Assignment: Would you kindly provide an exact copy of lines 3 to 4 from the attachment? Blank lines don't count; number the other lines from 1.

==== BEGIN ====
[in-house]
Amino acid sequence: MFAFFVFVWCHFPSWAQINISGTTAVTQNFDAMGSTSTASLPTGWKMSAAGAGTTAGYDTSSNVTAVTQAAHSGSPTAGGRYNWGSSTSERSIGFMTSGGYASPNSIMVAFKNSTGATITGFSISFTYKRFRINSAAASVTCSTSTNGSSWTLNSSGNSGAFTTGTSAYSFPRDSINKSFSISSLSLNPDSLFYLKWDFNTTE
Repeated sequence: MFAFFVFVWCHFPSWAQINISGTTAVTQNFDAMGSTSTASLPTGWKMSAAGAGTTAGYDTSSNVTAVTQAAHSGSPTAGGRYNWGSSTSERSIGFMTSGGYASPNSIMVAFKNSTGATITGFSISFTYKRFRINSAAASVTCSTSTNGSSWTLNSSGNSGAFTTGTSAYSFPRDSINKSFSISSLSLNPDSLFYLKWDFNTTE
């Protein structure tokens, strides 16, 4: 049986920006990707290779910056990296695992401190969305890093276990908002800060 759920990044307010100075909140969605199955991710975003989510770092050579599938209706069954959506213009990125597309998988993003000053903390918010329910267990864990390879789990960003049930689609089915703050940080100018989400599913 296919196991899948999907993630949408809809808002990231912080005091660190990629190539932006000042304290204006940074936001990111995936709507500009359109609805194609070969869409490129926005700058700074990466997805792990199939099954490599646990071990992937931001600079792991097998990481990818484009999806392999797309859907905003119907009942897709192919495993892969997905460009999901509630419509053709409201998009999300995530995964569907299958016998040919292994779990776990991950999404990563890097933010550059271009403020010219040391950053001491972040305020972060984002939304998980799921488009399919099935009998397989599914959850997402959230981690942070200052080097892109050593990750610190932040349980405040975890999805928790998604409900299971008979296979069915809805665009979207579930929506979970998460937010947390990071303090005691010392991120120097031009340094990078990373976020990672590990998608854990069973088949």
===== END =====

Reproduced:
Repeated sequence: MFAFFVFVWCHFPSWAQINISGTTAVTQNFDAMGSTSTASLPTGWKMSAAGAGTTAGYDTSSNVTAVTQAAHSGSPTAGGRYNWGSSTSERSIGFMTSGGYASPNSIMVAFKNSTGATITGFSISFTYKRFRINSAAASVTCSTSTNGSSWTLNSSGNSGAFTTGTSAYSFPRDSINKSFSISSLSLNPDSLFYLKWDFNTTE
């Protein structure tokens, strides 16, 4: 049986920006990707290779910056990296695992401190969305890093276990908002800060 759920990044307010100075909140969605199955991710975003989510770092050579599938209706069954959506213009990125597309998988993003000053903390918010329910267990864990390879789990960003049930689609089915703050940080100018989400599913 296919196991899948999907993630949408809809808002990231912080005091660190990629190539932006000042304290204006940074936001990111995936709507500009359109609805194609070969869409490129926005700058700074990466997805792990199939099954490599646990071990992937931001600079792991097998990481990818484009999806392999797309859907905003119907009942897709192919495993892969997905460009999901509630419509053709409201998009999300995530995964569907299958016998040919292994779990776990991950999404990563890097933010550059271009403020010219040391950053001491972040305020972060984002939304998980799921488009399919099935009998397989599914959850997402959230981690942070200052080097892109050593990750610190932040349980405040975890999805928790998604409900299971008979296979069915809805665009979207579930929506979970998460937010947390990071303090005691010392991120120097031009340094990078990373976020990672590990998608854990069973088949």